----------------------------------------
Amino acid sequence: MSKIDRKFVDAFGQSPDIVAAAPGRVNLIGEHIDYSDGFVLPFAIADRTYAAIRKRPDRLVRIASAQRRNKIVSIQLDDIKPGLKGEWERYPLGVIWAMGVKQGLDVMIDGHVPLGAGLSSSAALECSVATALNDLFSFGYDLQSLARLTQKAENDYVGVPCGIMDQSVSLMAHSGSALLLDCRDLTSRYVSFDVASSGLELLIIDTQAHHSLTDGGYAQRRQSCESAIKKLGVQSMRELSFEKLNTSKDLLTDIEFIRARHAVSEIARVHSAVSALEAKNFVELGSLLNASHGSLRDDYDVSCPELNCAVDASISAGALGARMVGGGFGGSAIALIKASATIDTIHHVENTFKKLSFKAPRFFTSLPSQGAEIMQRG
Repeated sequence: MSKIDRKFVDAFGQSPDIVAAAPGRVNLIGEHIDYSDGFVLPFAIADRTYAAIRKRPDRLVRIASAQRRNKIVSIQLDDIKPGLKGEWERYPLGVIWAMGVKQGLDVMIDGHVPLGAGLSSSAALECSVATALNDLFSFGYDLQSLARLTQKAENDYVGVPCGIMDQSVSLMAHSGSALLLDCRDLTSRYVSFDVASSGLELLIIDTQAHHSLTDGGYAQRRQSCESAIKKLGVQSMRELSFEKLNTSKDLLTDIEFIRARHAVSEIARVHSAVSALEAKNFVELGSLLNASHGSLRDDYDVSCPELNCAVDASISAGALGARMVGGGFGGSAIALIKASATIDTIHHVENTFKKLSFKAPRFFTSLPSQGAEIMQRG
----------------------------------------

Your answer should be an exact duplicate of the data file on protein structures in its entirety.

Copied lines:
Amino acid sequence: MSKIDRKFVDAFGQSPDIVAAAPGRVNLIGEHIDYSDGFVLPFAIADRTYAAIRKRPDRLVRIASAQRRNKIVSIQLDDIKPGLKGEWERYPLGVIWAMGVKQGLDVMIDGHVPLGAGLSSSAALECSVATALNDLFSFGYDLQSLARLTQKAENDYVGVPCGIMDQSVSLMAHSGSALLLDCRDLTSRYVSFDVASSGLELLIIDTQAHHSLTDGGYAQRRQSCESAIKKLGVQSMRELSFEKLNTSKDLLTDIEFIRARHAVSEIARVHSAVSALEAKNFVELGSLLNASHGSLRDDYDVSCPELNCAVDASISAGALGARMVGGGFGGSAIALIKASATIDTIHHVENTFKKLSFKAPRFFTSLPSQGAEIMQRG
Repeated sequence: MSKIDRKFVDAFGQSPDIVAAAPGRVNLIGEHIDYSDGFVLPFAIADRTYAAIRKRPDRLVRIASAQRRNKIVSIQLDDIKPGLKGEWERYPLGVIWAMGVKQGLDVMIDGHVPLGAGLSSSAALECSVATALNDLFSFGYDLQSLARLTQKAENDYVGVPCGIMDQSVSLMAHSGSALLLDCRDLTSRYVSFDVASSGLELLIIDTQAHHSLTDGGYAQRRQSCESAIKKLGVQSMRELSFEKLNTSKDLLTDIEFIRARHAVSEIARVHSAVSALEAKNFVELGSLLNASHGSLRDDYDVSCPELNCAVDASISAGALGARMVGGGFGGSAIALIKASATIDTIHHVENTFKKLSFKAPRFFTSLPSQGAEIMQRG